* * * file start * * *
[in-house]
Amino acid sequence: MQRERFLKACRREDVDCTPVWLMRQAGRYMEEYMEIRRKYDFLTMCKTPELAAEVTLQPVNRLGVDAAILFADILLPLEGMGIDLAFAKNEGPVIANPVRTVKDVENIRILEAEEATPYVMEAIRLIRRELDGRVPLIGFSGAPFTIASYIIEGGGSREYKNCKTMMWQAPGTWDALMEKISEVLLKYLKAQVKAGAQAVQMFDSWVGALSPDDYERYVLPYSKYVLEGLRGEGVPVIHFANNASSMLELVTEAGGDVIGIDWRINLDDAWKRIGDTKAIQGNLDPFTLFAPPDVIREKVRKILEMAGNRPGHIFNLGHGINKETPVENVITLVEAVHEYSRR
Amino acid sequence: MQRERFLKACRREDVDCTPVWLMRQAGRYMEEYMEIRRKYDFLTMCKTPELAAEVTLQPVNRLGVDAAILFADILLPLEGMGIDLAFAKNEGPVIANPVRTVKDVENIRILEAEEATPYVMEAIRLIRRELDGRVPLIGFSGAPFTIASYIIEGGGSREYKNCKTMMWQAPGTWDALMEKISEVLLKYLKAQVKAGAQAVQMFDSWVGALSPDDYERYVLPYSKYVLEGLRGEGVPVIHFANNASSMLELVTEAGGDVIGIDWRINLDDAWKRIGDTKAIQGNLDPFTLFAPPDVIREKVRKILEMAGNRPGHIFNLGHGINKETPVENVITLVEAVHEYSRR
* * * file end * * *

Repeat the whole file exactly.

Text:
[in-house]
Amino acid sequence: MQRERFLKACRREDVDCTPVWLMRQAGRYMEEYMEIRRKYDFLTMCKTPELAAEVTLQPVNRLGVDAAILFADILLPLEGMGIDLAFAKNEGPVIANPVRTVKDVENIRILEAEEATPYVMEAIRLIRRELDGRVPLIGFSGAPFTIASYIIEGGGSREYKNCKTMMWQAPGTWDALMEKISEVLLKYLKAQVKAGAQAVQMFDSWVGALSPDDYERYVLPYSKYVLEGLRGEGVPVIHFANNASSMLELVTEAGGDVIGIDWRINLDDAWKRIGDTKAIQGNLDPFTLFAPPDVIREKVRKILEMAGNRPGHIFNLGHGINKETPVENVITLVEAVHEYSRR
Amino acid sequence: MQRERFLKACRREDVDCTPVWLMRQAGRYMEEYMEIRRKYDFLTMCKTPELAAEVTLQPVNRLGVDAAILFADILLPLEGMGIDLAFAKNEGPVIANPVRTVKDVENIRILEAEEATPYVMEAIRLIRRELDGRVPLIGFSGAPFTIASYIIEGGGSREYKNCKTMMWQAPGTWDALMEKISEVLLKYLKAQVKAGAQAVQMFDSWVGALSPDDYERYVLPYSKYVLEGLRGEGVPVIHFANNASSMLELVTEAGGDVIGIDWRINLDDAWKRIGDTKAIQGNLDPFTLFAPPDVIREKVRKILEMAGNRPGHIFNLGHGINKETPVENVITLVEAVHEYSRR